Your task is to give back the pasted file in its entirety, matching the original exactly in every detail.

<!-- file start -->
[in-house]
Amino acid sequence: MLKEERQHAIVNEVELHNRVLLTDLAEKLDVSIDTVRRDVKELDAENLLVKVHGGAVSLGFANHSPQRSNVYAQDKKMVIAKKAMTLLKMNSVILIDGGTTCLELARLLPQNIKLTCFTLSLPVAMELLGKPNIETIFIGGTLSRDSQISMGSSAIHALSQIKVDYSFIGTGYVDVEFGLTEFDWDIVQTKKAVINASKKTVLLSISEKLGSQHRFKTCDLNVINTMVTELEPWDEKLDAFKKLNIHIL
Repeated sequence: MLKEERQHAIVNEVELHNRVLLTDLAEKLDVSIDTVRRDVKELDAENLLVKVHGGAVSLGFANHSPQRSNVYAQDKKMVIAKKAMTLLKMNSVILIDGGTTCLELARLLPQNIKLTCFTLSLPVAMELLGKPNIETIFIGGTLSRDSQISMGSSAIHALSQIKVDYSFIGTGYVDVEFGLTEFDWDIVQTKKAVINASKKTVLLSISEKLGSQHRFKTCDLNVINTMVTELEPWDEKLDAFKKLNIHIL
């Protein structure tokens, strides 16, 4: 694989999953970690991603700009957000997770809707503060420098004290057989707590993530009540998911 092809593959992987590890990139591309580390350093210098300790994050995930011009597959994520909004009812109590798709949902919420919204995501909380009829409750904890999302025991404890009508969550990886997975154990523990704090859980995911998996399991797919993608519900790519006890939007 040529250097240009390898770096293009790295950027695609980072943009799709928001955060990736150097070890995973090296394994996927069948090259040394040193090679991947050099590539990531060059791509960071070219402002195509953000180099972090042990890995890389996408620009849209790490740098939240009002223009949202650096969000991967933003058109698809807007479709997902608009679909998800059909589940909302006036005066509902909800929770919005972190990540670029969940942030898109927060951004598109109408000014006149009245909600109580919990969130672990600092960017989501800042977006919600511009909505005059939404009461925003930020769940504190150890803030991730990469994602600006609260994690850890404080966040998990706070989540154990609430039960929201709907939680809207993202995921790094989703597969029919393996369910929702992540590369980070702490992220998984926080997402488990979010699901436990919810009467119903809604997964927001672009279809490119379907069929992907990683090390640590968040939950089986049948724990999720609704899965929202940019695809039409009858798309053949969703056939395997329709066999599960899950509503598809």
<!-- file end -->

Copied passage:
[in-house]
Amino acid sequence: MLKEERQHAIVNEVELHNRVLLTDLAEKLDVSIDTVRRDVKELDAENLLVKVHGGAVSLGFANHSPQRSNVYAQDKKMVIAKKAMTLLKMNSVILIDGGTTCLELARLLPQNIKLTCFTLSLPVAMELLGKPNIETIFIGGTLSRDSQISMGSSAIHALSQIKVDYSFIGTGYVDVEFGLTEFDWDIVQTKKAVINASKKTVLLSISEKLGSQHRFKTCDLNVINTMVTELEPWDEKLDAFKKLNIHIL
Repeated sequence: MLKEERQHAIVNEVELHNRVLLTDLAEKLDVSIDTVRRDVKELDAENLLVKVHGGAVSLGFANHSPQRSNVYAQDKKMVIAKKAMTLLKMNSVILIDGGTTCLELARLLPQNIKLTCFTLSLPVAMELLGKPNIETIFIGGTLSRDSQISMGSSAIHALSQIKVDYSFIGTGYVDVEFGLTEFDWDIVQTKKAVINASKKTVLLSISEKLGSQHRFKTCDLNVINTMVTELEPWDEKLDAFKKLNIHIL
């Protein structure tokens, strides 16, 4: 694989999953970690991603700009957000997770809707503060420098004290057989707590993530009540998911 092809593959992987590890990139591309580390350093210098300790994050995930011009597959994520909004009812109590798709949902919420919204995501909380009829409750904890999302025991404890009508969550990886997975154990523990704090859980995911998996399991797919993608519900790519006890939007 040529250097240009390898770096293009790295950027695609980072943009799709928001955060990736150097070890995973090296394994996927069948090259040394040193090679991947050099590539990531060059791509960071070219402002195509953000180099972090042990890995890389996408620009849209790490740098939240009002223009949202650096969000991967933003058109698809807007479709997902608009679909998800059909589940909302006036005066509902909800929770919005972190990540670029969940942030898109927060951004598109109408000014006149009245909600109580919990969130672990600092960017989501800042977006919600511009909505005059939404009461925003930020769940504190150890803030991730990469994602600006609260994690850890404080966040998990706070989540154990609430039960929201709907939680809207993202995921790094989703597969029919393996369910929702992540590369980070702490992220998984926080997402488990979010699901436990919810009467119903809604997964927001672009279809490119379907069929992907990683090390640590968040939950089986049948724990999720609704899965929202940019695809039409009858798309053949969703056939395997329709066999599960899950509503598809």